Rabu, 2 April 2014

The Star Online: Lifestyle: Health

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The Star Online: Lifestyle: Health

Gwyneth Paltrow wants you to swirl coconut oil in your mouth

Posted: 02 Apr 2014 01:20 AM PDT

Oil pulling is fast becoming a Hollywood trend as celebrities bring attention to it.

You know that oil you've got stored in your pantry – the one you use to cook with? It turns out it could be used for something else entirely. But be warned: It's a trend that doesn't sound too tasty.

In recent weeks, actresses Gwyneth Paltrow and Shailene Woodley have brought attention to "oil pulling", a new beauty trend that has ancient roots.

"I just started oil pulling, which is when you swish coconut oil around (in your mouth) for 20 minutes, and it's supposed to be great for oral health and making your teeth white," Paltrow told E! News. "It's supposed to clear up your skin, as well."

In an interview with Into The Gloss, a website dedicated to beauty, Woodley, a self-proclaimed environmentalist, told the site: "You can do something called oil pulling, where you swish coconut or sesame oil in your mouth when you wake up and spit it out. It's amazing! It really makes your teeth whiter, because the plaque on your teeth is not water soluble, it's fat-soluble. So the lipids have to dissolve in fats, which is why oil works in your mouth."

If you can stand having coconut oil (or any kind of oil for that matter) in your mouth for 20 minutes, then go ahead and try the Ayurvedic therapy of 'oil pulling'.  

The practice apparently originated from ancient Ayurvedic Indian natural medicine, which claimed oil pulling was a remedy for oral diseases.

But don't throw away your toothbrush just yet – very little research has shown that oil pulling is the miracle-worker that some claim. An article online says that while the practice isn't particularly harmful, it may not be as beneficial, either.

"(Oil pulling) should not be used to treat oral disease such as gum disease or tooth decay," Michelle Hurlbutt, an associate professor of dental hygiene, told The Huffington Post. "It's more of a preventive rinse that could be used adjunctively with your regular mouthcare routine."

The bottom line: If you've got 20 minutes to spare and a strong stomach, swish away. If not, your usual brushing routine should suit you just fine. Just don't forget to floss. — The Kansas City Star/McClatchy-Tribune Information Services

Reimagined dumbbell aims to encourage natural movement

Posted: 01 Apr 2014 08:30 PM PDT

A new fitness product looking to revolutionise weight-training is set for international launch in May.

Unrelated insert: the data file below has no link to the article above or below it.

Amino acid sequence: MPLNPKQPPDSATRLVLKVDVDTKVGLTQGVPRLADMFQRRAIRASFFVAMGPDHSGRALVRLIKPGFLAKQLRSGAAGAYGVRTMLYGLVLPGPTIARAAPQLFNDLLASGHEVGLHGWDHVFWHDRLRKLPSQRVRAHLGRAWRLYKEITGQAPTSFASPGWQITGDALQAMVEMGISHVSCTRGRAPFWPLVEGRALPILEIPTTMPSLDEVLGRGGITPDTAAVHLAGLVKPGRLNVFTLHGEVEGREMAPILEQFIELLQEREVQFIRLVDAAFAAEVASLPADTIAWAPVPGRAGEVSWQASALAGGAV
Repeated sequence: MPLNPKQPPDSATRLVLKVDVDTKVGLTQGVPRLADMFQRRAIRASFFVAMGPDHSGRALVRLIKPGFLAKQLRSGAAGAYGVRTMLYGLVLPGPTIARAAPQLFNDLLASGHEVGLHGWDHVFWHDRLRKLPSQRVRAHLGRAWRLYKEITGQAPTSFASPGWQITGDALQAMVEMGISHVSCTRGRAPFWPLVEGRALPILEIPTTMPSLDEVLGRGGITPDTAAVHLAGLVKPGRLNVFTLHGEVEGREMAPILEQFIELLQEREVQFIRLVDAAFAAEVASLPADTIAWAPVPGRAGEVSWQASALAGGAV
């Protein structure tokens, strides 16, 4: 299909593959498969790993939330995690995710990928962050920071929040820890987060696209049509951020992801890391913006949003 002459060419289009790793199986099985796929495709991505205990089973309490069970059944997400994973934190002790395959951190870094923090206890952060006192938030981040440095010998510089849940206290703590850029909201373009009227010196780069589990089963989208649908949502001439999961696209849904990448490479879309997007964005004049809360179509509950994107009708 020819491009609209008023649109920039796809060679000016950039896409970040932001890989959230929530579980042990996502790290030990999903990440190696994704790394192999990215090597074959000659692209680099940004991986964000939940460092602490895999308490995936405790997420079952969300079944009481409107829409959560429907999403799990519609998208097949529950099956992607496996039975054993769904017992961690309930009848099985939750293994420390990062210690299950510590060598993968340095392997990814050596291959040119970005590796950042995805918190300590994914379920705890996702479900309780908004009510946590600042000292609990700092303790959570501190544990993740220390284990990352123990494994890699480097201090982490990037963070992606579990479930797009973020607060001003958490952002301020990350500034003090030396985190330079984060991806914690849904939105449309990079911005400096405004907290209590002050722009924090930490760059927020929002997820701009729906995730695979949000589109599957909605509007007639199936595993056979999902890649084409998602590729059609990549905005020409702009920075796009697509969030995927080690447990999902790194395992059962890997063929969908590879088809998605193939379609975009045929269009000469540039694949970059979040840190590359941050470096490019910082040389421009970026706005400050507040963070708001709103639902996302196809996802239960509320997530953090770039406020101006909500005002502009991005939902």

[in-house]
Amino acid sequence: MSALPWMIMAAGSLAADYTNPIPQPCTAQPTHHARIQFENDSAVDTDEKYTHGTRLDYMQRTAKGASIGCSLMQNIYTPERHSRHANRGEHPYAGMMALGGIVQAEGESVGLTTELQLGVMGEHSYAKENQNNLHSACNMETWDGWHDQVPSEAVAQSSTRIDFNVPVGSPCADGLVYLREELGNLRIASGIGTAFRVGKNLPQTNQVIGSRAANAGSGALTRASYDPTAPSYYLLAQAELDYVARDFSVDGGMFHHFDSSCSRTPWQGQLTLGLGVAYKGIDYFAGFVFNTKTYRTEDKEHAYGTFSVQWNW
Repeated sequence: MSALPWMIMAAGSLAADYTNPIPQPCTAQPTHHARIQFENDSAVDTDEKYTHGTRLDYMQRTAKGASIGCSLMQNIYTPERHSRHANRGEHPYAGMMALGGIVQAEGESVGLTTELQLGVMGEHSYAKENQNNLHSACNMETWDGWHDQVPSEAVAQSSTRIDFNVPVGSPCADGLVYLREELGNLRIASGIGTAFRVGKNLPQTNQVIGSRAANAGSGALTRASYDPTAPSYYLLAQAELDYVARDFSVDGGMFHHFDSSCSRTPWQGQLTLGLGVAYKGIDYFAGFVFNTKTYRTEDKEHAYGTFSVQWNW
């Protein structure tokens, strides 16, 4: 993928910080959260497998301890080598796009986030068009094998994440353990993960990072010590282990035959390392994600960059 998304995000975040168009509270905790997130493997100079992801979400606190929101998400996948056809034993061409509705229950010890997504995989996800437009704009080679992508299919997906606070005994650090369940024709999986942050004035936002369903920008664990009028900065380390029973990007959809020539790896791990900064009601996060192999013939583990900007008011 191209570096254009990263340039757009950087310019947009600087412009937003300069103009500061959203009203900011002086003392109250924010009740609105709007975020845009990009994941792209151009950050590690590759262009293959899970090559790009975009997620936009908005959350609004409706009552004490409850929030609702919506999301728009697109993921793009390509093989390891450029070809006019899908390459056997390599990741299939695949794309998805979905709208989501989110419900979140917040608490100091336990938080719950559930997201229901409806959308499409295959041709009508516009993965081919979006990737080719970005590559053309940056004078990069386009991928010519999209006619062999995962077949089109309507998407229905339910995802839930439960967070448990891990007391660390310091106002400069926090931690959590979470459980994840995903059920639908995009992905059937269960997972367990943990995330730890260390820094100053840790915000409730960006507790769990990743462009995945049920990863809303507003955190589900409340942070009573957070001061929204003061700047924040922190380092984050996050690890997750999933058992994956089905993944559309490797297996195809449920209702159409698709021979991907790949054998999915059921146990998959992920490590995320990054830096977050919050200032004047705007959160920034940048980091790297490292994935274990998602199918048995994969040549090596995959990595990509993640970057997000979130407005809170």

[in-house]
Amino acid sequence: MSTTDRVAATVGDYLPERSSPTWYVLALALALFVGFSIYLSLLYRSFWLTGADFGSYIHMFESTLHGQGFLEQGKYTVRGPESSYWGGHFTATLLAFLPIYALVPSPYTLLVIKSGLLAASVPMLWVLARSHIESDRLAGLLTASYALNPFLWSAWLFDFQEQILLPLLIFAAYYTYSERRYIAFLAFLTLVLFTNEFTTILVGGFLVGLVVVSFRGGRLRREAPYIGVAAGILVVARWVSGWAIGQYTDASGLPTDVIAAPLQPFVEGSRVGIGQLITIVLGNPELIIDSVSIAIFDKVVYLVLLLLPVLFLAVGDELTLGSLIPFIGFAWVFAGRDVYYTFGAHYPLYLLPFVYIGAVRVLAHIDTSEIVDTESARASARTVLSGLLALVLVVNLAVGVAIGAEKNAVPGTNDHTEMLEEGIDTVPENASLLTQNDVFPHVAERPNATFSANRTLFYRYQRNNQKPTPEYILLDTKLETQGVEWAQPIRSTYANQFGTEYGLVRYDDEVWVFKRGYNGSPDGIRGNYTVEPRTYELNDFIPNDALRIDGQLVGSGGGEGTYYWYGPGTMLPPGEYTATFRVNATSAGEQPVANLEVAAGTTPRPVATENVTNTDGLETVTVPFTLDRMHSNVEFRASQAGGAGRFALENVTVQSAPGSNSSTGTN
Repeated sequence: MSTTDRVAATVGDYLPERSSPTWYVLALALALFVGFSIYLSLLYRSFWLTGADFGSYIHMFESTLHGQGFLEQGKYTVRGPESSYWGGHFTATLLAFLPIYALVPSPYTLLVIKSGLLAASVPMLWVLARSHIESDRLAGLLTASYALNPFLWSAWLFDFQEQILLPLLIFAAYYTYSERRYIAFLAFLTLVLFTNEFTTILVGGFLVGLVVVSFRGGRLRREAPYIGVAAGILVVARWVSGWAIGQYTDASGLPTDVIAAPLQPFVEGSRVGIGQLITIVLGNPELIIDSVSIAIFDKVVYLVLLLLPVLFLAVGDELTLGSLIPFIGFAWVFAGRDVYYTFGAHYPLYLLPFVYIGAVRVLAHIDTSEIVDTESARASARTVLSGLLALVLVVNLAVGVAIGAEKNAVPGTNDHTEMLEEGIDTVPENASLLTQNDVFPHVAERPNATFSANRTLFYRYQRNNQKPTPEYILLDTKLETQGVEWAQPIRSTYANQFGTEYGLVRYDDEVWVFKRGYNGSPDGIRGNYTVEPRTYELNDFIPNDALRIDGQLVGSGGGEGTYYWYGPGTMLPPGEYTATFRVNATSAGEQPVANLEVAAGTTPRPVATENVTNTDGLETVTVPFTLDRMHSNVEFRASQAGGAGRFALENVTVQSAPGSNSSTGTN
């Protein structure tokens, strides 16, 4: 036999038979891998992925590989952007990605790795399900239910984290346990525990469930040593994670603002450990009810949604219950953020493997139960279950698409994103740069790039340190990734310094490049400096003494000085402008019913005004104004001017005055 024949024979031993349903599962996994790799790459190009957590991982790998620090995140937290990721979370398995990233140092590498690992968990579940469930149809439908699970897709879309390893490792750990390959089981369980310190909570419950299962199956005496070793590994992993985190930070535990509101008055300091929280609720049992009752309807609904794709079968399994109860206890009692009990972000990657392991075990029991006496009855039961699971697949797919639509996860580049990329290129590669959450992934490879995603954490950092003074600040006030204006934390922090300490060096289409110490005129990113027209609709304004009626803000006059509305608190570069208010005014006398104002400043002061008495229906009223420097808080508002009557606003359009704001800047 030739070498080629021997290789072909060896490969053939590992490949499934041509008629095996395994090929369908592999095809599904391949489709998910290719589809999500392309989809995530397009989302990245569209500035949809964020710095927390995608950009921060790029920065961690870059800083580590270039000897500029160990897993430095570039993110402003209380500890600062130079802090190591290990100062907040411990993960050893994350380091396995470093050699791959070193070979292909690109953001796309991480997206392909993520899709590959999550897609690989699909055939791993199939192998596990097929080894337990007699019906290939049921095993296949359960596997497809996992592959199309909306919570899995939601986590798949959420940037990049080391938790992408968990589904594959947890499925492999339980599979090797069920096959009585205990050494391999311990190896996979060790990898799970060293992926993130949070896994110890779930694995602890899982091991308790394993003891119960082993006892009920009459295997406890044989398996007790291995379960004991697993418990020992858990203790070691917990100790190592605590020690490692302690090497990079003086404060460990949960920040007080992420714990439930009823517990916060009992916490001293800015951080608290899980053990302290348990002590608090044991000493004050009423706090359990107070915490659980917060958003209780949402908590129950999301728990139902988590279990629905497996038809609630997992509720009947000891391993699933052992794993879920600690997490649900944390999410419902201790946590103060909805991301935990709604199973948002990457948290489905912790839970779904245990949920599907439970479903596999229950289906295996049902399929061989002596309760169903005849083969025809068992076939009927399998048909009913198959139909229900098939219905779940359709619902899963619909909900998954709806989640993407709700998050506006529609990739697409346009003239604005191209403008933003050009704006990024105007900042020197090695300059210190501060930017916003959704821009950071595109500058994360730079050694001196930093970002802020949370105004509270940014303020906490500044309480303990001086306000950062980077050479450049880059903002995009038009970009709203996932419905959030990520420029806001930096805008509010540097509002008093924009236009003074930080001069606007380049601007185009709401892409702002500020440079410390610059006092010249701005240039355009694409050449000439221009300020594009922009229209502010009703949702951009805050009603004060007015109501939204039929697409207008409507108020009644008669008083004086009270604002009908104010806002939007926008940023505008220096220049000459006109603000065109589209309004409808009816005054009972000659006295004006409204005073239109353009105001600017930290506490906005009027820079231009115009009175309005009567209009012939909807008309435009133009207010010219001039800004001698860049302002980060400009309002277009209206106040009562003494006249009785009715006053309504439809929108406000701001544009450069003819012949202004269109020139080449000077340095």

Called Dumbbell2, the product is advertised as the "next generation dumbbell" and features an innovative design that provides the user with a more effective and versatile workout. Natural movement is the idea behind the two-handed model, which is lighter than the traditional dumbbell and offers a quick, "full body strength and aerobic training session" in a mere 15 to 20 minutes. The product may be combined with "functional" exercises that utilize rapid movements while forcing the body to work muscles on both sides equally.

"The traditional dumbbell has been around for many years and definitely works. But just because it works, that doesn't mean it's the most effective design," said Dr. Diva Nagula, a physician and chief operating officer (COO) of Dumbbell2.com. "For example, think of a roller skate versus an inline skate. Although the roller skate worked, the inline skate came along with a streamlined design of four wheels in the centre, which allowed it to work better. That's what we've done with the DB2 – reinvented the design of the traditional dumbbell to make it work better for the human body."

Users can change hand positions to intensify their workout.

Dumbbell2 was created by RConcepts, Inc. After making the rounds at US trade shows since January, it will launch internationally on April 3 at FIBO, Europe's key health, fitness, and wellness trade event, held in Cologne.

Other examples of innovative dumbbell products include the infamous Shake Weight, a modified, oscillating dumbbell, and Stamina Versa-Bell, an option that works as "nine dumbbells in one," as it adjusts from a 5-pound to a 25-pound (2.25-11kg) dumbbell. – AFP Relaxnews

Watch this video to see what exercises you can do with the Dumbbell2.

Kredit: www.thestar.com.my

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